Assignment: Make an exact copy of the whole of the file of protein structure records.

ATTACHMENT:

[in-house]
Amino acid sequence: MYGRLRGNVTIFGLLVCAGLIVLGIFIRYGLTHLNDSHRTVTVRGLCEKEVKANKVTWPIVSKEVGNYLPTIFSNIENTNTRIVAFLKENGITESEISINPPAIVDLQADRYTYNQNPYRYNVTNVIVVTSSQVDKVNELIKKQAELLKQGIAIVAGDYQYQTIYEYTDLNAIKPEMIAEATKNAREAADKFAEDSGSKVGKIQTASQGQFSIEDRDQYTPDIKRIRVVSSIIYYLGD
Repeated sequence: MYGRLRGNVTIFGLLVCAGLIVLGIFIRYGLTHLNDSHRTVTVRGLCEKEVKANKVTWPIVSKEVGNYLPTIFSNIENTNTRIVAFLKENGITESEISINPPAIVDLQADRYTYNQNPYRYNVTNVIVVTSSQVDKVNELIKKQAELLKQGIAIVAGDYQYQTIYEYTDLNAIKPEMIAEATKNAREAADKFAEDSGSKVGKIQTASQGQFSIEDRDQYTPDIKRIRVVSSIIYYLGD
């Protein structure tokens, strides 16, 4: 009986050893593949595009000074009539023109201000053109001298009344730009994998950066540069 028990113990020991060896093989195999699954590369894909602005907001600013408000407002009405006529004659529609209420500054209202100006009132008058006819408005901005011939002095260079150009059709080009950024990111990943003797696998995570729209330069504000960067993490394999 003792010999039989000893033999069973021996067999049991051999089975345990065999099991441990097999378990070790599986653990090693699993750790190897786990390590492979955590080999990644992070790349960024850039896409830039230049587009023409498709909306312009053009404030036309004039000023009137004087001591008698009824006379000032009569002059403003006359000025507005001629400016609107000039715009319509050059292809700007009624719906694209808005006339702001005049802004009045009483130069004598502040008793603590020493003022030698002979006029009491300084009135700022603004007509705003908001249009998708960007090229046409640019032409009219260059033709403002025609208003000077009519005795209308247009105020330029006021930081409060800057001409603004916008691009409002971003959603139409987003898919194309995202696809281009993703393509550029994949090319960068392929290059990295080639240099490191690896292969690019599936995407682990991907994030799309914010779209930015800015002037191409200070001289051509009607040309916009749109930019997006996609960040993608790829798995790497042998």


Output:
[in-house]
Amino acid sequence: MYGRLRGNVTIFGLLVCAGLIVLGIFIRYGLTHLNDSHRTVTVRGLCEKEVKANKVTWPIVSKEVGNYLPTIFSNIENTNTRIVAFLKENGITESEISINPPAIVDLQADRYTYNQNPYRYNVTNVIVVTSSQVDKVNELIKKQAELLKQGIAIVAGDYQYQTIYEYTDLNAIKPEMIAEATKNAREAADKFAEDSGSKVGKIQTASQGQFSIEDRDQYTPDIKRIRVVSSIIYYLGD
Repeated sequence: MYGRLRGNVTIFGLLVCAGLIVLGIFIRYGLTHLNDSHRTVTVRGLCEKEVKANKVTWPIVSKEVGNYLPTIFSNIENTNTRIVAFLKENGITESEISINPPAIVDLQADRYTYNQNPYRYNVTNVIVVTSSQVDKVNELIKKQAELLKQGIAIVAGDYQYQTIYEYTDLNAIKPEMIAEATKNAREAADKFAEDSGSKVGKIQTASQGQFSIEDRDQYTPDIKRIRVVSSIIYYLGD
């Protein structure tokens, strides 16, 4: 009986050893593949595009000074009539023109201000053109001298009344730009994998950066540069 028990113990020991060896093989195999699954590369894909602005907001600013408000407002009405006529004659529609209420500054209202100006009132008058006819408005901005011939002095260079150009059709080009950024990111990943003797696998995570729209330069504000960067993490394999 003792010999039989000893033999069973021996067999049991051999089975345990065999099991441990097999378990070790599986653990090693699993750790190897786990390590492979955590080999990644992070790349960024850039896409830039230049587009023409498709909306312009053009404030036309004039000023009137004087001591008698009824006379000032009569002059403003006359000025507005001629400016609107000039715009319509050059292809700007009624719906694209808005006339702001005049802004009045009483130069004598502040008793603590020493003022030698002979006029009491300084009135700022603004007509705003908001249009998708960007090229046409640019032409009219260059033709403002025609208003000077009519005795209308247009105020330029006021930081409060800057001409603004916008691009409002971003959603139409987003898919194309995202696809281009993703393509550029994949090319960068392929290059990295080639240099490191690896292969690019599936995407682990991907994030799309914010779209930015800015002037191409200070001289051509009607040309916009749109930019997006996609960040993608790829798995790497042998």